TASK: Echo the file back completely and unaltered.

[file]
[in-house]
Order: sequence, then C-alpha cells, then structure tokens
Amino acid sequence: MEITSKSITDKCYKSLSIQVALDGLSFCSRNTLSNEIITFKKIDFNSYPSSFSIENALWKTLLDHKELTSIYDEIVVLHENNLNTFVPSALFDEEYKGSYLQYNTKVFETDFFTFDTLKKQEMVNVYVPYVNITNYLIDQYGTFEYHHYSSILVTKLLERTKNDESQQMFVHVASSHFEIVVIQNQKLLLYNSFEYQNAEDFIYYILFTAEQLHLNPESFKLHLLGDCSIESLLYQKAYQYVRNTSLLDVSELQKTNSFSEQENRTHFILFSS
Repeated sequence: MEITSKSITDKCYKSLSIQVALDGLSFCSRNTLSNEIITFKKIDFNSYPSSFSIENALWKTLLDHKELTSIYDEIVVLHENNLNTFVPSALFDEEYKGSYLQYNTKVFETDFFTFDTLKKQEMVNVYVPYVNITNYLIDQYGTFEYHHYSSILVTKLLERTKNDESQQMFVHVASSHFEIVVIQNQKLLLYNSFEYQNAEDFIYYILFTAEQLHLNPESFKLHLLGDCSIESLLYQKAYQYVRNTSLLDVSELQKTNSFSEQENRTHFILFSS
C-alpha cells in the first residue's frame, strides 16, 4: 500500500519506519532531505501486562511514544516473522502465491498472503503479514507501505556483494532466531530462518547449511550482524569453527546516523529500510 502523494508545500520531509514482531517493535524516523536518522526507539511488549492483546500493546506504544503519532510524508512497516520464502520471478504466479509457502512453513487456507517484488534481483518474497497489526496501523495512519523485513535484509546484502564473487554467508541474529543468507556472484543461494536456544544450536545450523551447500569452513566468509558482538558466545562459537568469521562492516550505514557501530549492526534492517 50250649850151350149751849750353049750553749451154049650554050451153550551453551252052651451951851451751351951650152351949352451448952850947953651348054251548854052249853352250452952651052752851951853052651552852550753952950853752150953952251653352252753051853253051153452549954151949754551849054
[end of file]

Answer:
[in-house]
Order: sequence, then C-alpha cells, then structure tokens
Amino acid sequence: MEITSKSITDKCYKSLSIQVALDGLSFCSRNTLSNEIITFKKIDFNSYPSSFSIENALWKTLLDHKELTSIYDEIVVLHENNLNTFVPSALFDEEYKGSYLQYNTKVFETDFFTFDTLKKQEMVNVYVPYVNITNYLIDQYGTFEYHHYSSILVTKLLERTKNDESQQMFVHVASSHFEIVVIQNQKLLLYNSFEYQNAEDFIYYILFTAEQLHLNPESFKLHLLGDCSIESLLYQKAYQYVRNTSLLDVSELQKTNSFSEQENRTHFILFSS
Repeated sequence: MEITSKSITDKCYKSLSIQVALDGLSFCSRNTLSNEIITFKKIDFNSYPSSFSIENALWKTLLDHKELTSIYDEIVVLHENNLNTFVPSALFDEEYKGSYLQYNTKVFETDFFTFDTLKKQEMVNVYVPYVNITNYLIDQYGTFEYHHYSSILVTKLLERTKNDESQQMFVHVASSHFEIVVIQNQKLLLYNSFEYQNAEDFIYYILFTAEQLHLNPESFKLHLLGDCSIESLLYQKAYQYVRNTSLLDVSELQKTNSFSEQENRTHFILFSS
C-alpha cells in the first residue's frame, strides 16, 4: 500500500519506519532531505501486562511514544516473522502465491498472503503479514507501505556483494532466531530462518547449511550482524569453527546516523529500510 502523494508545500520531509514482531517493535524516523536518522526507539511488549492483546500493546506504544503519532510524508512497516520464502520471478504466479509457502512453513487456507517484488534481483518474497497489526496501523495512519523485513535484509546484502564473487554467508541474529543468507556472484543461494536456544544450536545450523551447500569452513566468509558482538558466545562459537568469521562492516550505514557501530549492526534492517 50250649850151350149751849750353049750553749451154049650554050451153550551453551252052651451951851451751351951650152351949352451448952850947953651348054251548854052249853352250452952651052752851951853052651552852550753952950853752150953952251653352252753051853253051153452549954151949754551849054